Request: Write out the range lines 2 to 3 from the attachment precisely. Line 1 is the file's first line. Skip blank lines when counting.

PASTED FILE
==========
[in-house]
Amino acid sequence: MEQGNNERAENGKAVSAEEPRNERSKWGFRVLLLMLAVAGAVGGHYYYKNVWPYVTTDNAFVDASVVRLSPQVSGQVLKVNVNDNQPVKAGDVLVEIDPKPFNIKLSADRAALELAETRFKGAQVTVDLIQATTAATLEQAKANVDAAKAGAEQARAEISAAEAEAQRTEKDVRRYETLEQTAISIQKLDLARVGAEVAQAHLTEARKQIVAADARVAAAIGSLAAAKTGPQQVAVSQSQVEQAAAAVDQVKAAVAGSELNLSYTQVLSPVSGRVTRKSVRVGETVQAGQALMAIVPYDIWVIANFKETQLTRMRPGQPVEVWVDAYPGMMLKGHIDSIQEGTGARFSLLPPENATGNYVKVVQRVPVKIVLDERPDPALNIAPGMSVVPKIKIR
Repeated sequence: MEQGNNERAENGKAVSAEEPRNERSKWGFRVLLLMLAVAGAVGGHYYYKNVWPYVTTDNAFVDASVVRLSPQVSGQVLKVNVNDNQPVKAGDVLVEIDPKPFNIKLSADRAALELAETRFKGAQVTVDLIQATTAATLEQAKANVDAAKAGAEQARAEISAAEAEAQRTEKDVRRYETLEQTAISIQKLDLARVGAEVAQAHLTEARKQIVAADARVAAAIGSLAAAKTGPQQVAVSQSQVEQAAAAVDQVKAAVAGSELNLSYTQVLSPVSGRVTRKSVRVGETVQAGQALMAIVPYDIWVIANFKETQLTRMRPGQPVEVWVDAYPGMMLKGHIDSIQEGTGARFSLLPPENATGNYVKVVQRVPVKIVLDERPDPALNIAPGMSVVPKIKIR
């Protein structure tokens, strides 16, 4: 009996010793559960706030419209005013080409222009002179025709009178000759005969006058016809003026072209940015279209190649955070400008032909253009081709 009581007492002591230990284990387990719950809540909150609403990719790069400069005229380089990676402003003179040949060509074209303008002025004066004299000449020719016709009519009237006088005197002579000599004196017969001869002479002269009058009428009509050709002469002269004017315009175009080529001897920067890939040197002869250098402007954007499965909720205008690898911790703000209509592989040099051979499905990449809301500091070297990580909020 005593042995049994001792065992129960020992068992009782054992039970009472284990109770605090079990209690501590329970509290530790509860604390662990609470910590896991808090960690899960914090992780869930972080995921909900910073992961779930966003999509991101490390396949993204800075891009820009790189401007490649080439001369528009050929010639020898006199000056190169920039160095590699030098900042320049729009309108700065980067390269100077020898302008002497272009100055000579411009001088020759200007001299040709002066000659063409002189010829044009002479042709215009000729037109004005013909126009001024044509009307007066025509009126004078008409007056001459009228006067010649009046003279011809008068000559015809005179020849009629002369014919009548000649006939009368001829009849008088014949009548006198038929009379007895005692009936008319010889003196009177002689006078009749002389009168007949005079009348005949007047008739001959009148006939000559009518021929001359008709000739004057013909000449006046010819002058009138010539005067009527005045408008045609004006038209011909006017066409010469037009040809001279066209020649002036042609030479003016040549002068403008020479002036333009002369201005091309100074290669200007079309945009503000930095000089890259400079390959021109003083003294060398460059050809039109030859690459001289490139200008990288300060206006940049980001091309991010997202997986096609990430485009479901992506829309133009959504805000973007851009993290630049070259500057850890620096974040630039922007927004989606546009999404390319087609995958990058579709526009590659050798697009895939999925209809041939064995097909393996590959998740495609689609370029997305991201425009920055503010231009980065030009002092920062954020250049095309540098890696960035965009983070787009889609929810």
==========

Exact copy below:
Amino acid sequence: MEQGNNERAENGKAVSAEEPRNERSKWGFRVLLLMLAVAGAVGGHYYYKNVWPYVTTDNAFVDASVVRLSPQVSGQVLKVNVNDNQPVKAGDVLVEIDPKPFNIKLSADRAALELAETRFKGAQVTVDLIQATTAATLEQAKANVDAAKAGAEQARAEISAAEAEAQRTEKDVRRYETLEQTAISIQKLDLARVGAEVAQAHLTEARKQIVAADARVAAAIGSLAAAKTGPQQVAVSQSQVEQAAAAVDQVKAAVAGSELNLSYTQVLSPVSGRVTRKSVRVGETVQAGQALMAIVPYDIWVIANFKETQLTRMRPGQPVEVWVDAYPGMMLKGHIDSIQEGTGARFSLLPPENATGNYVKVVQRVPVKIVLDERPDPALNIAPGMSVVPKIKIR
Repeated sequence: MEQGNNERAENGKAVSAEEPRNERSKWGFRVLLLMLAVAGAVGGHYYYKNVWPYVTTDNAFVDASVVRLSPQVSGQVLKVNVNDNQPVKAGDVLVEIDPKPFNIKLSADRAALELAETRFKGAQVTVDLIQATTAATLEQAKANVDAAKAGAEQARAEISAAEAEAQRTEKDVRRYETLEQTAISIQKLDLARVGAEVAQAHLTEARKQIVAADARVAAAIGSLAAAKTGPQQVAVSQSQVEQAAAAVDQVKAAVAGSELNLSYTQVLSPVSGRVTRKSVRVGETVQAGQALMAIVPYDIWVIANFKETQLTRMRPGQPVEVWVDAYPGMMLKGHIDSIQEGTGARFSLLPPENATGNYVKVVQRVPVKIVLDERPDPALNIAPGMSVVPKIKIR